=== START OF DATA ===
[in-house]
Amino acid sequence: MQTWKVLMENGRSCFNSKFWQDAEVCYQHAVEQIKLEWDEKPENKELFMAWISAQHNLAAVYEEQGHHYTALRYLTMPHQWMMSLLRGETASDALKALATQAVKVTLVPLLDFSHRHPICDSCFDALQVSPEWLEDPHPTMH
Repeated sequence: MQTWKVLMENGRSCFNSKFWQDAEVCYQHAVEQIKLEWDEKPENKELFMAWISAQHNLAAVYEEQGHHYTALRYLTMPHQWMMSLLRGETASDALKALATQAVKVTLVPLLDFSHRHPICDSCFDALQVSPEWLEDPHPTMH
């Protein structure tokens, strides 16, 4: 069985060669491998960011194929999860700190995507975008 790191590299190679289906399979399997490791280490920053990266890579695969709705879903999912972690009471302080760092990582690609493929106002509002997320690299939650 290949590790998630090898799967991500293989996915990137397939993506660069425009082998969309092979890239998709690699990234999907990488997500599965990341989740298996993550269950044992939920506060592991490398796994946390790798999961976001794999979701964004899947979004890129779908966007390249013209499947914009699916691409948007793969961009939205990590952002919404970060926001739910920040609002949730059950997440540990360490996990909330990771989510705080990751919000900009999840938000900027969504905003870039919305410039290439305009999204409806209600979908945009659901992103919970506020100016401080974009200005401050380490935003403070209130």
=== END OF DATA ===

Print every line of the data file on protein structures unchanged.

[in-house]
Amino acid sequence: MQTWKVLMENGRSCFNSKFWQDAEVCYQHAVEQIKLEWDEKPENKELFMAWISAQHNLAAVYEEQGHHYTALRYLTMPHQWMMSLLRGETASDALKALATQAVKVTLVPLLDFSHRHPICDSCFDALQVSPEWLEDPHPTMH
Repeated sequence: MQTWKVLMENGRSCFNSKFWQDAEVCYQHAVEQIKLEWDEKPENKELFMAWISAQHNLAAVYEEQGHHYTALRYLTMPHQWMMSLLRGETASDALKALATQAVKVTLVPLLDFSHRHPICDSCFDALQVSPEWLEDPHPTMH
């Protein structure tokens, strides 16, 4: 069985060669491998960011194929999860700190995507975008 790191590299190679289906399979399997490791280490920053990266890579695969709705879903999912972690009471302080760092990582690609493929106002509002997320690299939650 290949590790998630090898799967991500293989996915990137397939993506660069425009082998969309092979890239998709690699990234999907990488997500599965990341989740298996993550269950044992939920506060592991490398796994946390790798999961976001794999979701964004899947979004890129779908966007390249013209499947914009699916691409948007793969961009939205990590952002919404970060926001739910920040609002949730059950997440540990360490996990909330990771989510705080990751919000900009999840938000900027969504905003870039919305410039290439305009999204409806209600979908945009659901992103919970506020100016401080974009200005401050380490935003403070209130």